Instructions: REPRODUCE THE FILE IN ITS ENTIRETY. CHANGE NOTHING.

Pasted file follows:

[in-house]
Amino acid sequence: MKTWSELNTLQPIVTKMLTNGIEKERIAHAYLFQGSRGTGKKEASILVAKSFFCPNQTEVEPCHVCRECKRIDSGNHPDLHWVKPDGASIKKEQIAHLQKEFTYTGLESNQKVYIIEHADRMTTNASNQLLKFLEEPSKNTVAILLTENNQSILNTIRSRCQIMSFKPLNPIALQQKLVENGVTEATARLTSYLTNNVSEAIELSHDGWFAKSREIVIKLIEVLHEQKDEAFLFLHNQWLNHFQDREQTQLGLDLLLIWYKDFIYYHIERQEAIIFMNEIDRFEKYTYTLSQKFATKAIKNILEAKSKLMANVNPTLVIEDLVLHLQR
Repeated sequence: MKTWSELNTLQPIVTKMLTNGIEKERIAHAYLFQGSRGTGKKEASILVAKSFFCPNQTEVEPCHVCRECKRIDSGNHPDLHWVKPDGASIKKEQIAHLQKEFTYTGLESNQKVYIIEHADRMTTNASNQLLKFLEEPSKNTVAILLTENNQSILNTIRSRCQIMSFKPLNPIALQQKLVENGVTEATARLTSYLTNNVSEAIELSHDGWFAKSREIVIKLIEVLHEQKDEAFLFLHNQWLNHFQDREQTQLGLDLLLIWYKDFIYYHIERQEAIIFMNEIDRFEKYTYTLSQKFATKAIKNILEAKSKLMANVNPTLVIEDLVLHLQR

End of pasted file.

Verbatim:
[in-house]
Amino acid sequence: MKTWSELNTLQPIVTKMLTNGIEKERIAHAYLFQGSRGTGKKEASILVAKSFFCPNQTEVEPCHVCRECKRIDSGNHPDLHWVKPDGASIKKEQIAHLQKEFTYTGLESNQKVYIIEHADRMTTNASNQLLKFLEEPSKNTVAILLTENNQSILNTIRSRCQIMSFKPLNPIALQQKLVENGVTEATARLTSYLTNNVSEAIELSHDGWFAKSREIVIKLIEVLHEQKDEAFLFLHNQWLNHFQDREQTQLGLDLLLIWYKDFIYYHIERQEAIIFMNEIDRFEKYTYTLSQKFATKAIKNILEAKSKLMANVNPTLVIEDLVLHLQR
Repeated sequence: MKTWSELNTLQPIVTKMLTNGIEKERIAHAYLFQGSRGTGKKEASILVAKSFFCPNQTEVEPCHVCRECKRIDSGNHPDLHWVKPDGASIKKEQIAHLQKEFTYTGLESNQKVYIIEHADRMTTNASNQLLKFLEEPSKNTVAILLTENNQSILNTIRSRCQIMSFKPLNPIALQQKLVENGVTEATARLTSYLTNNVSEAIELSHDGWFAKSREIVIKLIEVLHEQKDEAFLFLHNQWLNHFQDREQTQLGLDLLLIWYKDFIYYHIERQEAIIFMNEIDRFEKYTYTLSQKFATKAIKNILEAKSKLMANVNPTLVIEDLVLHLQR